On
Fred Frese
"Recovery: Myths, Mountains, and Miracles"
VCU Alumni Honorarium
March 8, 2002

written by Betsy Brown


I had been looking forward to seeing and hearing Dr. Fred Frese in a speech for the VCU Alumni Honorarium for weeks.  I had a memory of him from a video I had seen years ago.  I remembered laughing.  So I described Dr. Frese to people as "a funny man" and "a stand up comedian".  Maybe some wondered what would be funny about schizophrenia?  "Guess you had to be there" and, "Better to laugh than cry" are some responses I can think of to that question.  Laughter is healing and unites people.  Not to mention that it just plain feels good.  But I found out that Dr. Frese knows how to use humor in a powerful way, to teach truth, and to make a lasting impression.  For those whose hearts were open, it was a good one.

He is a modest looking man with facial ticks because of tartive diskensia.  Sometimes his speech is muffled and sometimes loud but always, there is emphasis on those things that need to stand out.  I find myself working to hear all that he says. 

He takes an appreciable amount of time with our large audience of rehabilitation professionals emphasizing his credibility.  But he speaks only briefly about his many degrees in Business and Psychology.  He says he has no need to prove he has these.  He explains that he must work harder to define his credibility as a man who has schizophrenia.  Naming himself "the psychotic psychologist" he then pokes fun at someone who may think, "how did we let this one get through?"   Although he has the sheet of paper that says he has earned his degrees, he has nothing to show his audience that says that he really has schizophrenia.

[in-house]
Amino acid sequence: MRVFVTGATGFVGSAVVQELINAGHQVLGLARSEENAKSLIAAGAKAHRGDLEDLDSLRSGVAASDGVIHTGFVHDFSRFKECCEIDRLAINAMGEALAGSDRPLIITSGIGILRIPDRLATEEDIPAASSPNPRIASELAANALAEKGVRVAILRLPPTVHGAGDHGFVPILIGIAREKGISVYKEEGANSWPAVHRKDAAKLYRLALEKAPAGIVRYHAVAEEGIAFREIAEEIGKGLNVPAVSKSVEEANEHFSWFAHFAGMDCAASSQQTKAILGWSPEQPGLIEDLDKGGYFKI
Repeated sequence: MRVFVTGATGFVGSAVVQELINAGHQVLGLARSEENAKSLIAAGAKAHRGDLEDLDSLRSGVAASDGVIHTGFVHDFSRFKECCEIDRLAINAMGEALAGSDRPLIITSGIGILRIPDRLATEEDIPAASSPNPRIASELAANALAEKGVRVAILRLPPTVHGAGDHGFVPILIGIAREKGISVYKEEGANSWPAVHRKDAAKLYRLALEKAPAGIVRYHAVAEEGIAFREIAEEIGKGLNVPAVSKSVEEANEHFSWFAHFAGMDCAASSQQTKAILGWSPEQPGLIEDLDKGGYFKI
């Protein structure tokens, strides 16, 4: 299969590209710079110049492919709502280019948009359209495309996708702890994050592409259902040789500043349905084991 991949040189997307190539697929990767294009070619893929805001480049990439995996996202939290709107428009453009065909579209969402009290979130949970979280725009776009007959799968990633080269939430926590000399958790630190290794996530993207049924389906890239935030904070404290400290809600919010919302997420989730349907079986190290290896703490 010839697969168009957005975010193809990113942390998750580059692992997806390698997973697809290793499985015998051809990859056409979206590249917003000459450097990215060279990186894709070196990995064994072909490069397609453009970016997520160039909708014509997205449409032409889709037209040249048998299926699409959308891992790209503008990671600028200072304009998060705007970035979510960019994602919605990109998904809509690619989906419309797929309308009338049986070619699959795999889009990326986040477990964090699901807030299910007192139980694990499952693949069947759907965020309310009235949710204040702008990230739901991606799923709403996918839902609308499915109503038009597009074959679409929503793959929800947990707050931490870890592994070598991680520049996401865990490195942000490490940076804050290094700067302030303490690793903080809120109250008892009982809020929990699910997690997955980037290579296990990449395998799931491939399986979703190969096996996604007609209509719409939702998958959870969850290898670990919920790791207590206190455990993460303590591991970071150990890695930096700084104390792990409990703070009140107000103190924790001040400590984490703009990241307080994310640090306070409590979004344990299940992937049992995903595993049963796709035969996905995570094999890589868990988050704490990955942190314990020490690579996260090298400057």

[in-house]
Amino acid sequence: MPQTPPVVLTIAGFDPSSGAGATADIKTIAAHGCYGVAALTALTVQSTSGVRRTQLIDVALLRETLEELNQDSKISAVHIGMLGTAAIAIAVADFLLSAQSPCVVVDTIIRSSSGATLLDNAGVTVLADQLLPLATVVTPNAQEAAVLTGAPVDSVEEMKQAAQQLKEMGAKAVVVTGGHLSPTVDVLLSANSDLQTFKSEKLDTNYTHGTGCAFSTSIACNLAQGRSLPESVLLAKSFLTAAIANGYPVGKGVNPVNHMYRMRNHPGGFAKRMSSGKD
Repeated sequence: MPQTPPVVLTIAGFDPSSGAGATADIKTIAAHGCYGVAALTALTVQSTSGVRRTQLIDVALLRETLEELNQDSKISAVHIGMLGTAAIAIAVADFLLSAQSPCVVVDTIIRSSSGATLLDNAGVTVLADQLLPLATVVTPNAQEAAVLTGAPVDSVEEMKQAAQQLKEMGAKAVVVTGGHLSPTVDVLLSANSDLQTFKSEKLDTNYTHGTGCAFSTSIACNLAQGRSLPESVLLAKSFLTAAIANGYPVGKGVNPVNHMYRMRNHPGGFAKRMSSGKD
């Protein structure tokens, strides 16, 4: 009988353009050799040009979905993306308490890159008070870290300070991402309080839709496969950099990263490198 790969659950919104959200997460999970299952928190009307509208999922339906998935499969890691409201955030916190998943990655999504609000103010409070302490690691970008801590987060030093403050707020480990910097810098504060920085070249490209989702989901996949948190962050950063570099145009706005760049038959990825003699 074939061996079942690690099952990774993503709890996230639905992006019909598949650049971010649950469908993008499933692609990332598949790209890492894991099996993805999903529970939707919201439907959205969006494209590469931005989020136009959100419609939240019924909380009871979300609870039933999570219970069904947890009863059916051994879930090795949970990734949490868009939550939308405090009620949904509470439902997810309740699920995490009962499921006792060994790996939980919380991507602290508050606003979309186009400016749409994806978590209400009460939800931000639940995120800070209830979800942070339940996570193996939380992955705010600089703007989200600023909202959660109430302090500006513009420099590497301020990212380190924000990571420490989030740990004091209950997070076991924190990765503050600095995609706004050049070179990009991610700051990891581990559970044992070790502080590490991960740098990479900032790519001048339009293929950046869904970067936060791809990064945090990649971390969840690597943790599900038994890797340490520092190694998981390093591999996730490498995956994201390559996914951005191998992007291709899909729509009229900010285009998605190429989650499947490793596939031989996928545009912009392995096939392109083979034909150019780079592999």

But look at him.  He has a funny way of speaking and his face twists and turns.  Sometimes his voice gets very loud and sometimes it is barely audible.  Sometimes he even bursts out and yells at the audience.  He seems to delight in catching the audience off guard.  At one point two men beside me get up and leave.  Are they uncomfortable?

I wonder why he is trying to prove to the audience that he really has schizophrenia?  Why does he feel the need to convince people of this?  But by the end of his speech I know why.  He brings us into his experience, into his thoughts.  I am opening myself to hear "the meat" of what he is saying.  The "schizophrenic mind" expands beyond the limits of the "chronically normal" he says.  I understand the expansive mind he speaks of.

He uses an overhead projector that shows some editorial cartoons from the Richmond Times Dispatch.  People are displayed with mental illness as monsters and "crazies".  What happens next amazes me.  The audience is caught up with this man, they love him already because he has made us laugh and now what does he do?  He raises his voice and expresses anger.  It moves over us in a very powerful way to make the point that there are still many myths perpetuated in the media about persons with mental illness.  Is this when the men beside me decide to get up and leave?  I can't say.  I am truly caught up with this man.


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